Ciao everybody, welcome to my blog, Pronto, Maestro? A space that you can use to ask questions or find answers about the Italian language, learning Italian, finding the right Italian tutor online and in your area.
Italian is my cup of tea. I have a rich collection of certificates: BA, Masters, PhD, which have enabled me to get paid for torturing students in Italian at University level, several Colleges, businesses, and privately. I am also the founder of Italian Services, which provides language services to those needing an Italian teacher, a certified translator, or transcriptionist with clients in the Berkshire area and worldwide. C’est Moi: Il Maestro!
Ok, the boring stuff’s done. You are here because you have either decided to learn Italian or have been doing it already without making enough progress. So, here are some guidelines for taking your learning further.
Rule number 1. Avoid CROWDED group classes like you would avoid people affected by some plague. Why?
First of all, you are not livestock. No matter how good you are at learning languages, sharing the class with 20 or 30 people will dangerously hinder your progress. This will happen especially if you are a beginner, as this is the time where you will lay the foundations of your Italian. Trust me: don’t waste your time and money, waiting 20-30 minutes before it will be your turn to read out a sentence or answer a question, never mind about practising a dialogue out loud.
Secondly, those teachers are not paid for preparation and administration time: they simply cannot afford to reply in a timely manner or even at all sometimes to your emails or meeting requests for free.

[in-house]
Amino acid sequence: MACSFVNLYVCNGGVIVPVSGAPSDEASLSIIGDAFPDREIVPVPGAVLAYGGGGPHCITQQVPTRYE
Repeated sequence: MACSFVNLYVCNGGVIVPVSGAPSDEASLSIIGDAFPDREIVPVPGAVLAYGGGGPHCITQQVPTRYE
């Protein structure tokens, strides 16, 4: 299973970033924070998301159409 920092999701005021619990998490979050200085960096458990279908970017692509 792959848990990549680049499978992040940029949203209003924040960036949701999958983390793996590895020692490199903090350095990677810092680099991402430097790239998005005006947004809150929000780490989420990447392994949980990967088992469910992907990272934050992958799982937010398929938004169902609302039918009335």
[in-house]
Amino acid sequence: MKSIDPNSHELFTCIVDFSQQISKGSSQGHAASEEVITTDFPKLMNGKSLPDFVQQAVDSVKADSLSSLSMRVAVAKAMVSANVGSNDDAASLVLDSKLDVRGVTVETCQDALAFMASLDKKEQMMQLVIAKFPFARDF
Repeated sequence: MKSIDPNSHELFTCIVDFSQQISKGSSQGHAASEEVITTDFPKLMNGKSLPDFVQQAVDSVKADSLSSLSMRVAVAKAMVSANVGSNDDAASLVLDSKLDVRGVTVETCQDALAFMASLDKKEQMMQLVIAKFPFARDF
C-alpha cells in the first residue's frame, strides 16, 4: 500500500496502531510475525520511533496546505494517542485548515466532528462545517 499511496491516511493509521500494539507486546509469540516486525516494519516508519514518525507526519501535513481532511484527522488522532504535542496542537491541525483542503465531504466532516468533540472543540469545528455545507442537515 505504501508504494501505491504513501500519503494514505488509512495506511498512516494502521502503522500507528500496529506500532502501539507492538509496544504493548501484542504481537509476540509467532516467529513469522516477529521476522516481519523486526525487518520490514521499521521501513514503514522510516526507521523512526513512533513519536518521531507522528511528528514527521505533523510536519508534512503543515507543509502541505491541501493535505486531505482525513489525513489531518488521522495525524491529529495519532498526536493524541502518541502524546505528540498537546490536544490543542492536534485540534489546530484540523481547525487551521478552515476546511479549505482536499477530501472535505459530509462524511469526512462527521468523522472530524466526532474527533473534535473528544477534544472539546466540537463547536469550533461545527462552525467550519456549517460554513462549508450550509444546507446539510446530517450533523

Thirdly, you will not bond as easily with other students, who by the way may learn at different speeds than you. Therefore, do not expect individual treatment if you fall behind for some reason. There is a schedule to follow, and teachers cannot repeat a lesson every time one of the 30 students in the class misses a lesson.
Last but not least, are you sure the Italian teacher is not actually Slovenian or simply a former pizza maker? Unbelievable? Oh well…
Rule number 2. Make sure your Italian teacher has a clear DBS record, is a native speaker, is qualified and is experienced. Would you entrust your dentist’s mate with removing your wisdom tooth? If the answer is NO, then apply the same concepts to hiring your Italian tutor. Before you sign up for the course, do your checks: DBS, CVs, and certificates regarding the teacher’s profession and skills.
Which ones? Look first for higher qualifications like a BA or Masters or PhD in Italian and not in Engineering or Biology; if they don’t have these, check if they possess at least certifications to teach Italian to foreigners (such as DITALS, CLTA, CELI, and so on).
You need to make sure there is a linear path in their studies (e.g. moving into teaching from industry is generally something that makes me alert). Continuing development in tutors’ careers (e.g. publications, courses, interests, activities) is, on the other hand, a good indicator of passion, professionalism, expertise.
Walk on eggshells before you or your dearest have an uncomfortable experience with Dodgy Mario, who is more “hands-on” than necessary, before you entrust the Slovenian who spent 4 years in Italy or my auntie’s former hairdresser.